In a fume, in ill temper, esp. from impatience.

(Fume), v. i. [imp. & p. p. Fumed ; p. pr. & vb. n. Fuming.] [Cf. F. fumer, L. fumare to smoke. See Fume, n.]

1. To smoke; to throw off fumes, as in combustion or chemical action; to rise up, as vapor.

Where the golden altar fumed.

Silenus lay,
Whose constant cups lay fuming to his brain.

2. To be as in a mist; to be dulled and stupefied.

Keep his brain fuming.

3. To pass off in fumes or vapors.

Their parts are kept from fuming away by their fixity.

4. To be in a rage; to be hot with anger.

He frets, he fumes, he stares, he stamps the ground.

While her mother did fret, and her father did fume.
Sir W. Scott.

To fume away, to give way to excitement and displeasure; to storm; also, to pass off in fumes.

(Fume), v. t.

1. To expose to the action of fumes; to treat with vapors, smoke, etc.; as, to bleach straw by fuming it with sulphur; to fill with fumes, vapors, odors, etc., as a room.

She fumed the temple with an odorous flame.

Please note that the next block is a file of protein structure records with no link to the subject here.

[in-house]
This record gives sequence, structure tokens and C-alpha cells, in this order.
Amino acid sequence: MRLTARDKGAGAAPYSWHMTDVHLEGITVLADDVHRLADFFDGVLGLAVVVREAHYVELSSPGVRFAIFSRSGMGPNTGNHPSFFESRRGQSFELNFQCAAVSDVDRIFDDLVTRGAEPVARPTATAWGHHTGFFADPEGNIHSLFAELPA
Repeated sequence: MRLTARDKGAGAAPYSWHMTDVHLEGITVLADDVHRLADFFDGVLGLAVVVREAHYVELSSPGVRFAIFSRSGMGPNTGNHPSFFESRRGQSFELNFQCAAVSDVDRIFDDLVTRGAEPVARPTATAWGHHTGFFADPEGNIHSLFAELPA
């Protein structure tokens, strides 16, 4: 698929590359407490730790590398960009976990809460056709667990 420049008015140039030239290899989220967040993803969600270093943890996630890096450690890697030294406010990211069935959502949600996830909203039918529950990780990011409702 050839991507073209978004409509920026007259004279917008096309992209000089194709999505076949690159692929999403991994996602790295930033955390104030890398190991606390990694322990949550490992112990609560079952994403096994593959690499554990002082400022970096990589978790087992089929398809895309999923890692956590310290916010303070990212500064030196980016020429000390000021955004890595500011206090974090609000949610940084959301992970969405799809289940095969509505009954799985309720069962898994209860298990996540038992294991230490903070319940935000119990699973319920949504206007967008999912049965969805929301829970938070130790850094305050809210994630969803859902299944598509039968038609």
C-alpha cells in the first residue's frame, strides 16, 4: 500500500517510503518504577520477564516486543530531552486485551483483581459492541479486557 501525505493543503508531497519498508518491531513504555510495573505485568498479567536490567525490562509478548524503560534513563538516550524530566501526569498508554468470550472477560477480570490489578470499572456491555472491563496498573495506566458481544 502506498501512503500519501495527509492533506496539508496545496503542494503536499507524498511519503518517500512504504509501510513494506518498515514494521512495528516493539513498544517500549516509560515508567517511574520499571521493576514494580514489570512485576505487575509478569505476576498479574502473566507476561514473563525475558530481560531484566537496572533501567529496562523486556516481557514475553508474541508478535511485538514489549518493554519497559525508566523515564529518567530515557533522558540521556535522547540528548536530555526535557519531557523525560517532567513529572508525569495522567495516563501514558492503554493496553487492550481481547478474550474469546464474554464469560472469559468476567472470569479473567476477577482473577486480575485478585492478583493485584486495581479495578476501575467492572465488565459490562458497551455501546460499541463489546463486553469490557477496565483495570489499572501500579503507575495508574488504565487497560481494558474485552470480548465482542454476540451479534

2. To praise inordinately; to flatter.

They demi-deify and fume him so.

1. Exhalation; volatile matter (esp. noxious vapor or smoke) ascending in a dense body; smoke; vapor; reek; as, the fumes of tobacco.

The fumes of new shorn hay.
T. Warton.

The fumes of undigested wine.

2. Rage or excitement which deprives the mind of self-control; as, the fumes of passion. South.

3. Anything vaporlike, unsubstantial, or airy; idle conceit; vain imagination.

A show of fumes and fancies.

4. The incense of praise; inordinate flattery.

To smother him with fumes and eulogies.

  By PanEris using Melati.

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